Anti-heroes are always fun to watch, especially when they’re foul-mouthed and from the U.K. (Bronson & Dom Hemingway are two prime examples as of late). There’s something very appealing about watching them struggle to behave properly and their antics are usually pretty hilarious. These anti-heroes are the one’s who carry their films and it’s great when they can. Unfortunately, even the best performance can’t save a sinking ship of a film, even though you really, really wanted it to.
Detective Sergeant Bruce Robertson (James McAvoy) is perhaps the most unappealing and appalling men to ever walk the Earth. His methods are unorthodox and corrupt, but he couldn’t care less about what other people think of how he affects other people. All he cares about is being promoted, in hopes that his sex life with his wife will restart. This means, he has no problem with sabotaging his partner Ray (Jamie Bell) and causing a disturbance in the life of his friend Clifford (Eddie Marsan).
When he’s not slacking off on the job, Bruce is often consuming as much cocaine as he can and is often having some rough love with the wives of his co-workers and friends. As his life gets progressively worse and more repulsive, Bruce begins to have hallucinations and his brain seems to slowly start deteriorating. No matter what, though, Bruce is determined to do whatever it takes to ensure that he earns the promotion and becomes the top dog in Scotland.
Filth is the most recent adaptation of an Irvine Welsh novel, with the greatest one being the astounding Trainspotting. Welsh has quite the twisted mind and outlook on life, but his zany stories also reflect on human nature and the concept of morality. His characters are anti-heroes and you can’t help but enjoy watching Bruce fall deeper down the rabbit hole. This film pushes the boundaries and then some and it never refrains from getting down and dirty. The no-holds-barred direction of this film, coupled with its crazy characters, creates an outrageous film that you have to see to believe.
James McAvoy, without a doubt, gives the performance of his career and he absolutely shines in this messed up film. As Inspector Bruce Robertson, McAvoy has zero limitations and embodies everything that this world frowns upon. He’s manipulative of his colleagues, friends, suspects, and he even goes as far as harassing citizens. However, that’s just another day in the coke-fueled life of James McAvoy, that also includes some crazy sexual antics which you won’t be able to unsee. McAvoy doesn’t understand the word “control” and he completely loses himself in this role. only emphasizing the moral degradation of his character. With an awesome Scottish to boot, McAvoy entertains on every level and leaves a lasting impact on you long after the film ends. Dare I say that this man deserves an Oscar-nomination for this role!
Filth deals heavily with morality and the game known as “life”, which opens it up to endless explorations of its characters and the world they inhabit. Every character gets their own descriptions from Bruce’s perspective, but we also get to know them when they interact with one another. They all have their own issues and deep-seeded emotions, which play right into Bruce’s hands. They skirt around this hellish portrayal of Scotland and the people we encounter are all caricatures of everything that’s wrong with the world today. The social commentary is spot-on and all morality goes out the window when ambition takes over. Director Jon S. Baird highlights all the bad in the world, but also shows that there’s some light at the end of the tunnel.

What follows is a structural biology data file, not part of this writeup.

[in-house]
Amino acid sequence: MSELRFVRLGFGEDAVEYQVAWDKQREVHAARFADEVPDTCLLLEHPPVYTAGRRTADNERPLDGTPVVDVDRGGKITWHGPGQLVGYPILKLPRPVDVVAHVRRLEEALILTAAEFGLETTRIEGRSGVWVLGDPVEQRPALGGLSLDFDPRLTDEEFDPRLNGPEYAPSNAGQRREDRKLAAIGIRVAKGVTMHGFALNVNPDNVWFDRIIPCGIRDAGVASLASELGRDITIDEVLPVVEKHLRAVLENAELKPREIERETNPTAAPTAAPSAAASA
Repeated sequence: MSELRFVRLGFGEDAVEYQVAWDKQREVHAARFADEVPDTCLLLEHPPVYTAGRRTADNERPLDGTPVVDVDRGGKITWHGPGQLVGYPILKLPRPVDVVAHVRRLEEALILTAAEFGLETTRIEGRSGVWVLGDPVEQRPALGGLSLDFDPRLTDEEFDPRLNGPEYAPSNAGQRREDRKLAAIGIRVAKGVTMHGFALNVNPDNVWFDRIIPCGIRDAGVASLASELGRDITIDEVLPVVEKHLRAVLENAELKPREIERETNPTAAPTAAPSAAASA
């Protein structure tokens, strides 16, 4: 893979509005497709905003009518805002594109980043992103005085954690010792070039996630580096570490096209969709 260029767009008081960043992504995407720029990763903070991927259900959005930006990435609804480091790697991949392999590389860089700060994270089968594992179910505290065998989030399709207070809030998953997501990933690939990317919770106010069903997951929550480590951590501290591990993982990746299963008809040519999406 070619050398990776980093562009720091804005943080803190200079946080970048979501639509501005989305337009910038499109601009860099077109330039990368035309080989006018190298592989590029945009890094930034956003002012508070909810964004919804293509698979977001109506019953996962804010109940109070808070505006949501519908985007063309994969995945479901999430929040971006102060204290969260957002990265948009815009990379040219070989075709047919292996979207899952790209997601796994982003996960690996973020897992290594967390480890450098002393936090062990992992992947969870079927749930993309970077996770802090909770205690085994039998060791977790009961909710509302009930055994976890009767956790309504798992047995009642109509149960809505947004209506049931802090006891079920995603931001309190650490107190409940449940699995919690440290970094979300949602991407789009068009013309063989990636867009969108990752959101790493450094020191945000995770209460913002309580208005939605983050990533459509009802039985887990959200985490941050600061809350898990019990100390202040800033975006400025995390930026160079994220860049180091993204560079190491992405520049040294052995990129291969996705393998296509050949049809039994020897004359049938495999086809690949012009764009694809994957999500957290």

Unfortunately, Filth doesn’t feel as complete as it should. With many quick-cuts, the film jumps back-and-forth between a very serious scene and then a goofy scene, leaving you scratching your head in curiosity. The way certain characters and scenes are presented are also questionable, in the sense that you’re never quite sure of what purpose they serve. That is, until the narration kicks in and you’re spoon-fed everything you’d need to know. As if all that was frustrating enough, there’s the sub-plot with the doctor and the drugs that Bruce has been prescribed. There’s not enough detail in those scenes to fully grasp what’s happening within Bruce’s mind. I would have loved more elaboration in those instances, especially since the novel’s incorporation of those scenes explains a lot about the character.
At right around 100-minutes, you’d expect this film to go in a lot of different directions and be able to tell a cohesive story. While it definitely takes us all over the place, it does so in a jumbled manner. Certain plot points are emphasized, but are never returned to later on in the film. We get snippets of info on a particular person or place and then that’s the last we hear of it. There’s so much potential for this film to be great, but it squanders any of those opportunities by focusing on shocks, rather than its story. There are many great moments of humanity, but they too are cut short for the sake of showing you something absurd.
There really aren’t enough words to describe Filth and everything that it’s made up of, but it’s an admirable adaptation of a novel that’s just as hard to summarize. I would recommend this film without hesitation, just on the basis of McAvoy’s master-class performance. He’s truly glorious and this performance demands to be seen by the masses. I strongly believe that McAvoy is one of the best and most underrated actors of his generation and I’m hopeful that this film will put him on everyone’s radars. If you liked Trainspotting, you’ll enjoy this film to some degree. It’s definitely not a film that’s going to be wholly appealing to everyone, but I think there’s enough of everything in this film to appeal to anyone.